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  • Writer's pictureJordan Abbruzzese

My Own Butterfly Effect

Updated: Aug 6, 2020

I can think back to being a child sitting cross-legged on my fourth grade classroom's floor, obnoxiously raising my hand for everything. I considered myself a smart student, and was eager to please my elementary school teacher. I expressed my opinions as if they were facts, and felt so much pride in showing that I knew what I was talking about (American Girl history books sure did give me a leg-up on the competition).

When you are young, you often lack self-awareness. I didn't feel annoying until someone told me I was, I was just there. I had ideas and laughed a lot and always wanted to be present for every activity.

I have a specific memory of looking in the mirror before a 5th grade skating party, and thinking "Do I look pretty?", birthing the concept of self-image, raw and vulnerable. It was the first time I can recall noting my appearance, and for a brief moment, being worried about how others would perceive me. I was over-analyzing my sparkly butterfly shirt, butterfly necklace, lip gloss, and thin purple glasses that matched my shirt perfectly.

Fast forward to my senior year in college, when my mental health was close to its most unhealthy point to date, and my confidence even worse. Gone was the lack of self-awareness that ten year old me had, because in fact, I was overly aware of everything. Of each step, how every movement my body made while walking across campus felt like shattering glass. I could hear myself breathing, the clearing of my throat, wondering who was watching me and noticing too, that I didn't belong. I felt out of place, and going to class only put a spotlight on my fear of taking up space.

In fact, I had a lot to say during my classes. The elementary schooler inside of me was oohing and ahhing, shifting her wait from one small hip to the other so that her hand could be raised higher. But I found myself unable to speak. Every once in a while, I would express a thought in order to get participation points (many of my classes had less than twenty people so we were all expected to contribute) but would mostly be paralyzed with sweating hands and a shocking pain in my chest. I didn't want the professors or students to hear my thoughts and think I was a fraud. That I wasn't intelligent. That I couldn't fool anyone.

I spent much of my later college years wondering Do I look okay? Should I even be here? What do my classmates/friends/sorority sisters actually think of me? I was the small girl in the butterfly shirt standing in front of the mirror again. And have recently sense noticed aspects of her leaking into my professional life.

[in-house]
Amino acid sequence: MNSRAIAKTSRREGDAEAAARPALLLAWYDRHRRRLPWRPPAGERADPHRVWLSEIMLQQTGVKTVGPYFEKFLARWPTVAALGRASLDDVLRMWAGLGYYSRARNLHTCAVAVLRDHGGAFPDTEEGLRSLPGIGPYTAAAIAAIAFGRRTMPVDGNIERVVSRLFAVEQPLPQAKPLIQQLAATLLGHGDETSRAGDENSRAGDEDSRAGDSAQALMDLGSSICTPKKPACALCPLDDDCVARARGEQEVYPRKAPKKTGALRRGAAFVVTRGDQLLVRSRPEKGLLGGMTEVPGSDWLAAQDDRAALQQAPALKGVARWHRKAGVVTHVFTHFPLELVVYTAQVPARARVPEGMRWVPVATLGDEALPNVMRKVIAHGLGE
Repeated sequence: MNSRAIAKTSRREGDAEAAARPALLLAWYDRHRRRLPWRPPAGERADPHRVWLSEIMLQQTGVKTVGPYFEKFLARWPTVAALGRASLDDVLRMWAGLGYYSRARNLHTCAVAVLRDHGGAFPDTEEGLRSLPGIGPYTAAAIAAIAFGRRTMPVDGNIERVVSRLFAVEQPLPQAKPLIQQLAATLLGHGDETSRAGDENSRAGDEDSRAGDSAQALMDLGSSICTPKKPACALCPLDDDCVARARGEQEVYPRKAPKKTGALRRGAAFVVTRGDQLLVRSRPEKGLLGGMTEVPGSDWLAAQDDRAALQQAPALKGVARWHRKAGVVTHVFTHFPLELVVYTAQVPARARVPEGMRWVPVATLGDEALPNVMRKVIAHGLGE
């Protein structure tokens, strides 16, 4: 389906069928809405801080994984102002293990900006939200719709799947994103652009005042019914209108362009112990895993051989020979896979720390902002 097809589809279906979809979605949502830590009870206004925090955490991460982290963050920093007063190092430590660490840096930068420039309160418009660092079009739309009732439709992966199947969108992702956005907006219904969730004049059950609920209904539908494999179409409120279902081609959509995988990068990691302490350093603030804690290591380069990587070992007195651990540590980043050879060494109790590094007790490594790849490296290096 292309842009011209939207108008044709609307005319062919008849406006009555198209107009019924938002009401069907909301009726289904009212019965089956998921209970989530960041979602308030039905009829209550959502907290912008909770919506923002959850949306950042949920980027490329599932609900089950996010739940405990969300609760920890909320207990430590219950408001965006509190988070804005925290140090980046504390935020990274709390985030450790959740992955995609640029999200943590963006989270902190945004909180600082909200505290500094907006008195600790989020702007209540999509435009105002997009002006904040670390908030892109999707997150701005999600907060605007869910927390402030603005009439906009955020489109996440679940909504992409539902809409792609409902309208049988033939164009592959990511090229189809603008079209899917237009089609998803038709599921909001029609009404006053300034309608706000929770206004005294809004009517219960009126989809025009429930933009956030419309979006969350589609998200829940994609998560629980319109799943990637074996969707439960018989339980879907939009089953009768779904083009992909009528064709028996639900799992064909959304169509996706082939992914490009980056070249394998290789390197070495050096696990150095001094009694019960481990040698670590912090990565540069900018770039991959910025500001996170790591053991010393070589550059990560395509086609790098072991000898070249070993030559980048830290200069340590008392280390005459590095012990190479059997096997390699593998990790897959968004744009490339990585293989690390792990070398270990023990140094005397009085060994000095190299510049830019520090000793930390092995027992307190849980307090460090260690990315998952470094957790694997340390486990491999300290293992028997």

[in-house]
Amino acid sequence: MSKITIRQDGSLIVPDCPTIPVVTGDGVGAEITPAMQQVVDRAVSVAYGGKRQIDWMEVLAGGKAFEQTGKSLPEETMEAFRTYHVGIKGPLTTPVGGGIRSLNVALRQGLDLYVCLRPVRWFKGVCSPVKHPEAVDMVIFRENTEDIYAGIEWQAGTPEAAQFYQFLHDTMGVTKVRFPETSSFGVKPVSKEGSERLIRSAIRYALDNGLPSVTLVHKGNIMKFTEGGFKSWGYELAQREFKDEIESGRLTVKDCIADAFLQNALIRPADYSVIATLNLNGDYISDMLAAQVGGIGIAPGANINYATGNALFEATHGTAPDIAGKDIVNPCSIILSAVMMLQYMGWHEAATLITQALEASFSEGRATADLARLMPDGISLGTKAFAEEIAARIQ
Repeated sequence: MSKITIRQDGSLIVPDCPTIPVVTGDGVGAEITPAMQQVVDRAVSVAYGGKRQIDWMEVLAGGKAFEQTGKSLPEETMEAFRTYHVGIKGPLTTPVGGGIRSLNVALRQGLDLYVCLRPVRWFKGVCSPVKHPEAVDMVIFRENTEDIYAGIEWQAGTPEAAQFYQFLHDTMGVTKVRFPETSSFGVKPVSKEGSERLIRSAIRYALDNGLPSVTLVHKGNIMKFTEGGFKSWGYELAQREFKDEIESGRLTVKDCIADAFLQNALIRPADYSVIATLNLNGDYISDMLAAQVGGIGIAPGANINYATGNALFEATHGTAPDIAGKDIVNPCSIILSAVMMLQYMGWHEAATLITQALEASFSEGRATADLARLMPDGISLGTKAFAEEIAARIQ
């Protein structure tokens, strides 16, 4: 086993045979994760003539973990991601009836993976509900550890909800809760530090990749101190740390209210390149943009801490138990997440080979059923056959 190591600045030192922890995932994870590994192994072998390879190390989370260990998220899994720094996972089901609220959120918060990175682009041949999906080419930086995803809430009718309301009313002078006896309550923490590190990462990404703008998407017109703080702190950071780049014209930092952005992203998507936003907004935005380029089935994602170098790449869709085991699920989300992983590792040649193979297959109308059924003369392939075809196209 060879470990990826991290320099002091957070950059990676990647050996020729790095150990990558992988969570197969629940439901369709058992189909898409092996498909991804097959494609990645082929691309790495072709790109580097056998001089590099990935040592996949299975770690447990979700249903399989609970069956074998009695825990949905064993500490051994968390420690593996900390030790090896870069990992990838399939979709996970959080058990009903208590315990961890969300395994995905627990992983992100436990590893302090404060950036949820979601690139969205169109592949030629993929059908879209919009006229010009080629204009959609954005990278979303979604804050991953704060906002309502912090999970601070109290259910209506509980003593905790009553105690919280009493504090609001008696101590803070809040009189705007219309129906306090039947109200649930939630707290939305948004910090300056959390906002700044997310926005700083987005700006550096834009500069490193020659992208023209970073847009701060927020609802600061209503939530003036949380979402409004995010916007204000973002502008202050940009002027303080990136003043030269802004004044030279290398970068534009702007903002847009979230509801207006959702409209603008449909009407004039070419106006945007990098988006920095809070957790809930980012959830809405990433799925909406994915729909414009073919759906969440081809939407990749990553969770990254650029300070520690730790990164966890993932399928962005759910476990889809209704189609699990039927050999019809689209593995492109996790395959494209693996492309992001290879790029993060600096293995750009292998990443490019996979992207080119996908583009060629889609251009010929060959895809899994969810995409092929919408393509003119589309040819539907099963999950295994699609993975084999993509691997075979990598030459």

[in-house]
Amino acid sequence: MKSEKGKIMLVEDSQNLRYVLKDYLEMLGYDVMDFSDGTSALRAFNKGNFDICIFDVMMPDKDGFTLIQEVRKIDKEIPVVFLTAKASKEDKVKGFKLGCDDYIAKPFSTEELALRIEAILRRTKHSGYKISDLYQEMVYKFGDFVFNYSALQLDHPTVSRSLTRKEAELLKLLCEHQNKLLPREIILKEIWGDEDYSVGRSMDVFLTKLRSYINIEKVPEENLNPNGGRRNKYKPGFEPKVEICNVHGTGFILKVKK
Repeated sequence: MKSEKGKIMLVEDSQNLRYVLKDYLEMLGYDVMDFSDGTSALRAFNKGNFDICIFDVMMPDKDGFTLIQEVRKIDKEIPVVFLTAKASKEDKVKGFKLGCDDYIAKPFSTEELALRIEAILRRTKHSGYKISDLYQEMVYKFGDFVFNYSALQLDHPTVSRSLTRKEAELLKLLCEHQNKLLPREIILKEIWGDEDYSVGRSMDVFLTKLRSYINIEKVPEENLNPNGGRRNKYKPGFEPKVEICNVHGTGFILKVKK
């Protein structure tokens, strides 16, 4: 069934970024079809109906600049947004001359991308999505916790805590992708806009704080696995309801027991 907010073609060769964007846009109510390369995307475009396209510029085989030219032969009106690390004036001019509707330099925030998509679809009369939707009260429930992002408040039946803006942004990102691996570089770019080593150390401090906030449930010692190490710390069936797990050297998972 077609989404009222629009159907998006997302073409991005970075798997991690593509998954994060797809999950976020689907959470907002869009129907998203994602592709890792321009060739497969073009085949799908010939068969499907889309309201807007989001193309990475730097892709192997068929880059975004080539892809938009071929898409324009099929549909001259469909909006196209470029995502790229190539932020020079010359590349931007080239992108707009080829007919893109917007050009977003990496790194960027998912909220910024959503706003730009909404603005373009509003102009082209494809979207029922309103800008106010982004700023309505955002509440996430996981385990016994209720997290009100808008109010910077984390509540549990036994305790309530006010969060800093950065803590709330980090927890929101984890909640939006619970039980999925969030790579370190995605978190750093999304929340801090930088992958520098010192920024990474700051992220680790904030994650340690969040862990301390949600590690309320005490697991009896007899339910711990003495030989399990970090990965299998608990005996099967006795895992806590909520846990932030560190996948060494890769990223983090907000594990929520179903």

One of our college's Women's Gender and Sexuality Studies professors once mentioned she had read a study on how women are more likely to phrase their questions with "In my opinion" or "Well I think" instead of just expressing their thoughts. I have never forgotten that, and often find myself doing similar things in meetings or even in emails, the text staring back at me, apologetic.

I've been trying to do away with the "Maybe it's just me but"s or "At least that is what I think"s, whether it's at work, or in deep discussions among groups of friends. To women, oppressed peoples, or anyone who feels anxious and amplified in the world, know that our thoughts are valid. Our feelings and opinions do not have to have a qualifier. They are enough by themselves.

For example, while working this morning, I went to point out some messaging in a piece that I disliked in an email. I began by phrasing with "To me, this part is confusing because ____ but that could just be me!" I stared at the words on the screen, ashamed that I felt the need to cushion my opinions with exclamation points and kind smiley faces. I realized that I have the right to be here and my feedback has weight, and changed the phrasing. "This part is confusing because it sounds like ___. Perhaps we should change it." I pressed send, terrified that I would come across as too harsh or haughty, but I'm done being nervous. I'm done being worried that being perceived as confident is a bad thing. I have to be the girl that butterfly-shirt-wearing-fifth-grade-Jordan needed.

I urge you to speak your mind without apology. It's a hard habit to break, but I'm on my way. You are allowed to be here. You are allowed to feel, and you are allowed to say your thoughts as if they are the absolute truth. Use your words with power for each child standing in front of a mirror and wondering if they are good enough. They could all use someone like you.


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